QANTAS yesterday grounded a 747 aircraft because a crucial piece of equipment needed urgent maintenance, leaving the plane's tail at risk of breaking away.
The airline confirmed that QF31, due to depart Sydney for London via Singapore, had been delayed because of "maintenance requirements associated with a horizontal stabiliser jack screw".
The union representing aircraft maintenance engineers warned last night that if the jack screw was not lubricated regularly it could seize up and lead to a disaster.
Eight years ago an Alaska Airlines MD-80 jetliner crashed off the coast of Los Angeles, killing all 88 people on board, after its horizontal stabiliser jammed.
Steve Purvinas, the secretary of the Australian Licensed Aircraft Engineers Association, told the Herald: "The jack screw is an important component that has been known to seize up in the past. Regular lubrication and checking of the jack screw is vital because corrosion poses a real risk and must be eliminated to prevent this key component from seizing up."
He said the manufacturer, Boeing, had advised airlines that the jack screw needed to be overhauled between June last year and February. "Boeing issued a directive that this component needed to be checked more rigorously and more regularly."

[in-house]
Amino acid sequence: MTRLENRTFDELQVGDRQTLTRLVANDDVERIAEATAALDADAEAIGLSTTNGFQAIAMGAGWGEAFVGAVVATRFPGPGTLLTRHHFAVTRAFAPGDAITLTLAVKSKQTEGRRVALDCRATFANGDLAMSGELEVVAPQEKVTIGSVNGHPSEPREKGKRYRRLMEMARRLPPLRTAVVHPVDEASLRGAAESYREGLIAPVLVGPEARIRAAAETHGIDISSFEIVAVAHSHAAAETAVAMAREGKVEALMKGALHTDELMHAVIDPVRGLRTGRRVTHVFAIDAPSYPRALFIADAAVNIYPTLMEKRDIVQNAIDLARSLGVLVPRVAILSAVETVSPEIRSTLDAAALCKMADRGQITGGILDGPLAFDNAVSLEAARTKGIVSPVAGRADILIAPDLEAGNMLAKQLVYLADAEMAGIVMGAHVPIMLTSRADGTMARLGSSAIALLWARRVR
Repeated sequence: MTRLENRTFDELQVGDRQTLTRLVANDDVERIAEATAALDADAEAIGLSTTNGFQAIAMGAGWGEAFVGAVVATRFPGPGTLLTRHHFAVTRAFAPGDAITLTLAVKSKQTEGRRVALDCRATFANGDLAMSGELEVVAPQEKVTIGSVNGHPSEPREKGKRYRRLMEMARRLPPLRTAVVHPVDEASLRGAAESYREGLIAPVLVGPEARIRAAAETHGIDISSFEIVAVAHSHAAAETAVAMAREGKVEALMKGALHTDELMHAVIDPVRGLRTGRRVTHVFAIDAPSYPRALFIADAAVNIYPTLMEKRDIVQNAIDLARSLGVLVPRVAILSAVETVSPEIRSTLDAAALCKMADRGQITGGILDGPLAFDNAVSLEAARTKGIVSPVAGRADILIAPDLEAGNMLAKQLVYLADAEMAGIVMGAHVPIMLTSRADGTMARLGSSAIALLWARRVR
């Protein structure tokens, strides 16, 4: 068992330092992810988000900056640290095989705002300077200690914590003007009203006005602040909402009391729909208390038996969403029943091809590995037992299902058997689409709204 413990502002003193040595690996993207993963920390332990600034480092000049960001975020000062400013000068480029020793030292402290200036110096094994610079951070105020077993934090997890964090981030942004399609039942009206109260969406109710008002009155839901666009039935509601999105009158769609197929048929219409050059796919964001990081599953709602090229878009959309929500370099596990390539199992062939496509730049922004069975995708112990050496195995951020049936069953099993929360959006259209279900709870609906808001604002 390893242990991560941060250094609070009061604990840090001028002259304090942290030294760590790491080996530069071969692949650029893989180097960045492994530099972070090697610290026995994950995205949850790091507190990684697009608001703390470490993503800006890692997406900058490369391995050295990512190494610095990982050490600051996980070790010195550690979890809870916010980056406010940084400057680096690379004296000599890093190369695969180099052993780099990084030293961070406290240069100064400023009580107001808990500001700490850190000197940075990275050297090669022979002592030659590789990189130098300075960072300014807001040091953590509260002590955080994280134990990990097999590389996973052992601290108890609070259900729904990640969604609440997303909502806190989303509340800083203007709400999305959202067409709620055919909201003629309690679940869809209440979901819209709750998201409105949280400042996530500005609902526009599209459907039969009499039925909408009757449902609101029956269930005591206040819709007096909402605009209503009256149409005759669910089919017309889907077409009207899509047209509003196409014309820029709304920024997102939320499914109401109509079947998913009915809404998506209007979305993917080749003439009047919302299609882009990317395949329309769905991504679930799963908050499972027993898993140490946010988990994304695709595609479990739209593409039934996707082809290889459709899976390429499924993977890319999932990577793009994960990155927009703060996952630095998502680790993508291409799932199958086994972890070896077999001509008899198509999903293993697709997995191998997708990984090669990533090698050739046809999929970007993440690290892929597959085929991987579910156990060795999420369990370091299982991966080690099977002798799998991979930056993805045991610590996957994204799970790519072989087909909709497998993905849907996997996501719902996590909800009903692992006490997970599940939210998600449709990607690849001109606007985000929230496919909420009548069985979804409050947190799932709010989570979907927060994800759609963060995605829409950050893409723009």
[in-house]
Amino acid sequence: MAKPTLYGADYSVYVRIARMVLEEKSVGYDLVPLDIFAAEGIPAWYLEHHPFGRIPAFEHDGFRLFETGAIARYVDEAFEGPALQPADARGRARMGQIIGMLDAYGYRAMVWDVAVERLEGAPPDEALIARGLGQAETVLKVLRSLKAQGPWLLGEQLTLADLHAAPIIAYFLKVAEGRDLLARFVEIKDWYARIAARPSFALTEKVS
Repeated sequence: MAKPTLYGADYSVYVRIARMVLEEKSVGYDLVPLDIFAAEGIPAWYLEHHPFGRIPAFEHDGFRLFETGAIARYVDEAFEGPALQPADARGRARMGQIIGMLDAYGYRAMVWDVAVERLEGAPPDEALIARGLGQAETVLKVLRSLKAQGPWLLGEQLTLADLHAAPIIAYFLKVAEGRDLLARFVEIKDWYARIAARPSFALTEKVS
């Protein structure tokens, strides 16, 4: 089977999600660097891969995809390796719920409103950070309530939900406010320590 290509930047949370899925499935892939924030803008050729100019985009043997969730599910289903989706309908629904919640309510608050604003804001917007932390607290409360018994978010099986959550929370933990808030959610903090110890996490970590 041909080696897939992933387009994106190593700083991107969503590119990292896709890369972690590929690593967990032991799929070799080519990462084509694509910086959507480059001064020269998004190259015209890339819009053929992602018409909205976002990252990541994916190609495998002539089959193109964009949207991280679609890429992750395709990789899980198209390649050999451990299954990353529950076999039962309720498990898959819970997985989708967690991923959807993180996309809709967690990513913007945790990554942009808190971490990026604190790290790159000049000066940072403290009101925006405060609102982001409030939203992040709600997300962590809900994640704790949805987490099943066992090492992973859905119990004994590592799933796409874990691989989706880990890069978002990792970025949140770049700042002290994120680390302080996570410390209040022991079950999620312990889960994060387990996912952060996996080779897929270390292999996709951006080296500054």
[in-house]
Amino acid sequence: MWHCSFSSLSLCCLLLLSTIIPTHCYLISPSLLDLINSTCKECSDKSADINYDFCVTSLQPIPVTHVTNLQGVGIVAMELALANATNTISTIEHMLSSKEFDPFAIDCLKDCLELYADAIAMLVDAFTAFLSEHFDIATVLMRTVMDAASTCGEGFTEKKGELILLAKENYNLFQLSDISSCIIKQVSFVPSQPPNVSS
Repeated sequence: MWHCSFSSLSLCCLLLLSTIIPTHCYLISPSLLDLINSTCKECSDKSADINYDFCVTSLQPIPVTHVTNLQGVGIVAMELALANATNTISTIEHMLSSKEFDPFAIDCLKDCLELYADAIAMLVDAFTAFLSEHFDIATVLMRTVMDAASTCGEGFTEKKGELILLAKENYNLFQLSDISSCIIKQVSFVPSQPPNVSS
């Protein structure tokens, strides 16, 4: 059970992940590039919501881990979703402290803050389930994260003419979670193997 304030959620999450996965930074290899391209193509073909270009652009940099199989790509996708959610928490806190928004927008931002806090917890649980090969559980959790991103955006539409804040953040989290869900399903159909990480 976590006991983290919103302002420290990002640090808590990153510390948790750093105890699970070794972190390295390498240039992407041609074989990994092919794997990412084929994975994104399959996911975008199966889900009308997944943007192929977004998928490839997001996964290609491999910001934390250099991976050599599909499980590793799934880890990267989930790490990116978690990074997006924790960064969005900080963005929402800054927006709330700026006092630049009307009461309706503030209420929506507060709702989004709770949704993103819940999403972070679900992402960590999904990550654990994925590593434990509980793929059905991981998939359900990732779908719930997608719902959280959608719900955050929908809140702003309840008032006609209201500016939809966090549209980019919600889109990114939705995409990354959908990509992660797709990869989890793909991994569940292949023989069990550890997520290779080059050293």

A spokesman for Qantas confirmed that "there was a maintenance issue involving the lubrication of a jack screw on a Boeing 747-400. Qantas found this through a routine check of our maintenance records.
"The jack screw had been inspected and the aircraft will operate tomorrow."
But the spokesman rejected any comparison with the Alaska Airlines crash.
"There is no connection at all with any other aircraft incident. The Alaska incident involved a different aircraft type and design with different safety features," the spokesman said.
In a day of turmoil for Qantas, it was also revealed that a flight experienced an in-flight engine shutdown as it flew to Auckland, while a 767 was grounded in Melbourne because of a problem with the flap indicator in the cockpit.
A Qantas spokeswoman said all passengers aboard QF438 from Melbourne to Sydney were able to take alternative flights within 2½ hours. Qantas also confirmed that on approach into Auckland one of the four engines on its 747-300 was "reduced to idle".
The crew restored power and the jet landed without incident.
The union also claimed that Australia's air safety monitoring body had warned Qantas more than five years ago of potential problems with the forward pressure bulkheads on its 737-400 fleet, which it grounded on Tuesday afternoon.
click : Turmoil for Qantas as craft grounded
Sydney Morning Herald, Australia